Kindler syndrome with palmoplantar hyperhidrosis and blonde hair.
    Indian Dermatol Online J 2015 Sep-Oct;6(5):330-2
    Department of Dermatology, Venereology and Leprology, Sawai Man Singh Medical College, Jaipur, Rajasthan, India.
    Kindler syndrome (KS) is a very rare genodermatosis characterized by acral blistering starting in infancy along with photosensitivity, progressive poikiloderma, cutaneous atrophy, and a variable degree of mucosal involvement. A large number of other cutaneous and extracutaneous features have been described, which aid in diagnosing it. Generally KS has been found to be associated with hypohidrosis/anhidrosis. Read More

    Is adermatoglyphia an additional feature of Kindler Syndrome?
    An Bras Dermatol 2015 Jul-Aug;90(4):592-3
    Research Laboratories, St John's Institute of Dermatology, London, GB.
    A typical feature of Kindler Syndrome is skin fragility; this condition in currently classified as a form of epidermolysis bullosa. We describe a rarely reported feature of two cases, one sporadic and one familial; both patients noticed acquired adermatoglyphia. The loss of dermatoglyphics could be an additional feature of this syndrome. Read More

    Using immunofluorescence (antigen) mapping in the diagnosis and classification of epidermolysis bullosa: a first report from Iran.
    Int J Dermatol 2015 Oct 28;54(10):e416-23. Epub 2015 Jul 28.
    Skin Research Center, Shahid Beheshti University of Medical Sciences, Tehran, Iran.
    Background: Immunofluorescence antigen mapping (IFM), is a newly introduced technique for diagnosis and classification of epidermolysis bullosa (EB) disease. The precise level of skin cleavage can be determined using monoclonal antibodies to EB-specific basement membrane zone protein.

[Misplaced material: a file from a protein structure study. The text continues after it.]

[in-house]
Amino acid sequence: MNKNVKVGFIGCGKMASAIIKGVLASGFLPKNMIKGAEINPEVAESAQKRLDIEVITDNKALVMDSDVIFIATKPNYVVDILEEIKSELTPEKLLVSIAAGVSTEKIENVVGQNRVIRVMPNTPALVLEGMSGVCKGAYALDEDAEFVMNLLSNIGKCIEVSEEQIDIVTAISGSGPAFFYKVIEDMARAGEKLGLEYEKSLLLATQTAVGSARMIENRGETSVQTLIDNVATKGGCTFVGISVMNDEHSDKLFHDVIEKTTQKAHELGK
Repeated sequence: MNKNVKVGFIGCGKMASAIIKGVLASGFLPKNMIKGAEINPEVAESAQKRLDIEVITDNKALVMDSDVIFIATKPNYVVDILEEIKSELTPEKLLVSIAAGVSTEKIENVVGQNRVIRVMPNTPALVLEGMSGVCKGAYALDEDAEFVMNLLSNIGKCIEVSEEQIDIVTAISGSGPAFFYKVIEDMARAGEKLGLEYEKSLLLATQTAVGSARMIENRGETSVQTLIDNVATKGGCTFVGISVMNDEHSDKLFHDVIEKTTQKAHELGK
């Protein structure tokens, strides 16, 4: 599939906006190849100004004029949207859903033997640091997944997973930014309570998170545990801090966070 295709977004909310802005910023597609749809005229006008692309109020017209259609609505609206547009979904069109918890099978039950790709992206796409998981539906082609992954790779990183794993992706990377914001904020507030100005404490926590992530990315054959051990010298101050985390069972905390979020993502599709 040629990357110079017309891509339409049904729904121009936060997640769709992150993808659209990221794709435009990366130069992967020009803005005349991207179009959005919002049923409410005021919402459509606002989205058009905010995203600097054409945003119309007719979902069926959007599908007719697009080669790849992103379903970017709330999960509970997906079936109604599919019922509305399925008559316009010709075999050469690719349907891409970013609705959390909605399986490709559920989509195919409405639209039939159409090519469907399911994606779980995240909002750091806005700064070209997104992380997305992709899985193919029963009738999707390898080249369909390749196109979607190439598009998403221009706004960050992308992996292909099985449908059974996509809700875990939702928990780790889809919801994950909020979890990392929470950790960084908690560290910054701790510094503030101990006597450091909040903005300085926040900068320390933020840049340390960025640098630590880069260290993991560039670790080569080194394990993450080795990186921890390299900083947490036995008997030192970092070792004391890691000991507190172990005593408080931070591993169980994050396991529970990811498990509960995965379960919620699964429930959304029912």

Objective: To apply IFM technique in diagnosis and classification of EB and to identify utility and limitation of this method in our clinical setting. Read More

    Kindler syndrome protein Kindlin-1 is mainly expressed in adult tissues originating from ectoderm/endoderm.
    Sci China Life Sci 2015 May 15;58(5):432-41. Epub 2015 Jan 15.
    Key Laboratory of Carcinogenesis and Translational Research, Ministry of Education, State Key Laboratory of Natural and Biomimetic Drugs, Peking University Health Science Center, Beijing, 100191, China.
    Mutations of integrin-interacting protein Kindlin-1 cause Kindler syndrome and deregulation of Kindlin-1 is implicated in human cancers. The Kindlin-1-related diseases are confined in limited tissue types. However, Kindlin-1 tissue distribution and the dogma that governs Kindlin-1 expression in normal human body are elusive. Read More

    Oxidative stress and mitochondrial dysfunction in Kindler syndrome.
    Orphanet J Rare Dis 2014 Dec 21;9:211. Epub 2014 Dec 21.
    Centre for Biomedical Network Research on Rare Diseases (CIBERER), ISCIII, Valencia, Spain.
    Background: Kindler Syndrome (KS) is an autosomal recessive skin disorder characterized by skin blistering, photosensitivity, premature aging, and propensity to skin cancer. In spite of the knowledge underlying cause of this disease involving mutations of FERMT1 (fermitin family member 1), and efforts to characterize genotype-phenotype correlations, the clinical variability of this genodermatosis is still poorly understood. In addition, several pathognomonic features of KS, not related to skin fragility such as aging, inflammation and cancer predisposition have been strongly associated with oxidative stress. Read More

    Kindler syndrome with severe mucosal involvement in a large Palestinian pedigree.
    Eur J Dermatol 2015 Jan-Feb;25(1):14-9
    Dermatology Section, Shifa Hospital, Shifa Street, Gaza, Gaza Strip.
    Background: Kindler syndrome (KS) is a rare autosomal recessive disease of skin fragility, photosensitivity and progressive poikiloderma. Mucous membranes may also be involved. KS is caused by mutations in the FERMT1 gene encoding kindlin-1. Read More

    Kindler's syndrome: a report of five cases in a family.